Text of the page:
It’s probably not a shock that the 2021 title-winner is included here but respect the trajectory: Larson was a top-five restarter in his rookie year.

He’s only improved with age, leading the Cup Series in retention rate in both 2017 and 2021. This year, he held steady on restarts 76.77% of the time when launching from inside the top 14, the high-water mark of the low-horsepower years. His net loss on non-preferred groove attempts this season was a mere 0.11 positions on non-drafting tracks. He was virtually untouchable on short runs, especially when restarting from the front row, where he retained position over 85% of the time.

Restarts tend not to favor the young — at age 29, Larson is the youngest driver on this list — so the fact that he’s been an efficient short-run traffic navigator since his very first Cup Series start makes for another accolade among his many accomplishments.

Dr. Diandra: How level is the playing field after 50 Next Gen races?


Last weekend’s Coca-Cola 600 marks 50 Next Gen races. The 2022 season produced 19 different winners, including a few first-career wins. Let’s see what the data say about how level the playing field is now.

I’m comparing the first 50 Next Gen races (the 2022 season plus the first 14 races of 2023) to the 2020 season and the first 14 races of 2021. I selected those two sets of races to produce roughly the same types of tracks. I focus on top-10 finishes as a metric for performance. Below, I show the top-10 finishes for the 13 drivers who ran for the same team over the periods in question.

A table comparing top-10 rates for drivers in the Gen-6 and Next Gen cars, limited to drivers who ran for the same team the entire time.

Because some drivers missed races, I compare top-10 rates: the number of top-10 finishes divided by the number of races run. The graph below shows changes in top-10 rates for the drivers who fared the worst with the Next Gen car.

A graph showing drivers who have done better in the next-gen car than the Gen-6 car.

Six drivers had double-digit losses in their top-10 rates. Kevin Harvick had the largest drop, with 74% top-10 finishes in the Gen-6 sample but only 46% top-10 finishes in the first 50 Next Gen races.

Kyle Larson didn’t qualify for the graph because he ran only four races in 2020. I thought it notable, however, that despite moving from the now-defunct Chip Ganassi NASCAR team to Hendrick Motorsports, Larson’s top-10 rate fell from 66.7% to 48.0%.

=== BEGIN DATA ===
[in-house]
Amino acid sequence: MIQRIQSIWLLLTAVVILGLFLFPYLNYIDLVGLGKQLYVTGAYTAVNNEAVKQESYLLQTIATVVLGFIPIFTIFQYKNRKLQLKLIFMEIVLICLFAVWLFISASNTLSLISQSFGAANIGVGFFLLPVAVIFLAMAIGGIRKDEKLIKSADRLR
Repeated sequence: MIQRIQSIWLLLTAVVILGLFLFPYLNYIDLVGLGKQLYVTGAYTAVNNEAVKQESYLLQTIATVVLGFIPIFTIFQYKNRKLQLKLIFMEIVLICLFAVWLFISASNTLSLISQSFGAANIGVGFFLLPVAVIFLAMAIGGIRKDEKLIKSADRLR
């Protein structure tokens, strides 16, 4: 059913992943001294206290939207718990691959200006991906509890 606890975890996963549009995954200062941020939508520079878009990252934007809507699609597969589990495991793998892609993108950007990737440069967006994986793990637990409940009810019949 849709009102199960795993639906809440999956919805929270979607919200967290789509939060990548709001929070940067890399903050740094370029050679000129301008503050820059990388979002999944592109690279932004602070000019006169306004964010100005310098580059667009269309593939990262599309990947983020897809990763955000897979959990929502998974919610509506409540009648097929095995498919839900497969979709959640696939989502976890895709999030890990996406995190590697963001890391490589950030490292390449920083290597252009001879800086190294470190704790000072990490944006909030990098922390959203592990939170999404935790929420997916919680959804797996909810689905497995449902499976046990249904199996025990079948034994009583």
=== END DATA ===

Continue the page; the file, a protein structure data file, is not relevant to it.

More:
The next graph shows the corresponding data for drivers who improved their finishes in the Next Gen car. This graph again includes only drivers who stayed with the same team.

A graph showing the drivers who have fewer top-10 finishes in the Next Gen car than the Gen-6 car

Alex Bowman had a marginal gain, but he missed six races this year. Therefore, his percent change value is less robust than other drivers’ numbers.

Expanding the field

I added drivers who changed teams to the dataset and highlighted them in gray.

A table comparing top-10 rates for drivers in the Gen-6 and Next Gen cars

A couple notes on the new additions:

  • Brad Keselowski had the largest loss in top-10 rate of any driver, but that may be more attributable to his move from Team Penske to RFK Motorsports rather than to the Next Gen car.
  • Christopher Bell moved from Leavine Family Racing to Joe Gibbs Racing in 2021. His improvement is likely overestimated due to equipment quality differences.
  • Erik Jones stayed even, but that’s after moving from JGR (13 top-10 finishes in 2020) to Richard Petty Motorsports (six top 10s in 2021.) I view that change as a net positive.

At the end of last season, I presented the tentative hypothesis that older drivers had a harder time adapting to the Next Gen car. Less practice time mitigated their experience dialing in a car so that it was to their liking given specific track conditions.

But something else leaps out from this analysis.

Is the playing field tilting again?

Michael McDowell is not Harvick-level old, but he will turn 39 this year. Ricky Stenhouse Jr. is 35. Both have improved with the Next Gen Car. Chase Elliott (27 years old) and William Byron (25) aren’t old, either, but their top-10 rates have gone down.

Drivers running for the best-funded teams earned fewer top-10 finishes while drivers from less-funded teams (mostly) gained those finishes.

Trackhouse Racing and 23XI — two of the newest teams — account for much of the gains in top-10 finishes. Ross Chastain isn’t listed in the table because he didn’t have full-time Cup Series rides in 2020 or 2021. His 9.1% top-10 rate in that period is with lower-level equipment. He earned 27 top-10 finishes in the first 50 races (54%) with the Next Gen car.

This analysis suggests that age isn’t the only relevant variable. One interpretation of the data thus far is that the Next Gen (and its associated rules changes) eliminated the advantage well-funded teams built up over years of racing the Gen-5 and Gen-6 cars.

The question now is whether that leveling effect is wearing off. Even though parts are the same, more money means being able to hire the best people and buying more expensive computers for engineering simulations.

Compare the first 14 races of 2022 to the first 14 of 2023.

  • Last year at this time, 23XI and Trackhouse Racing had each won two races. This year, they combine for one win.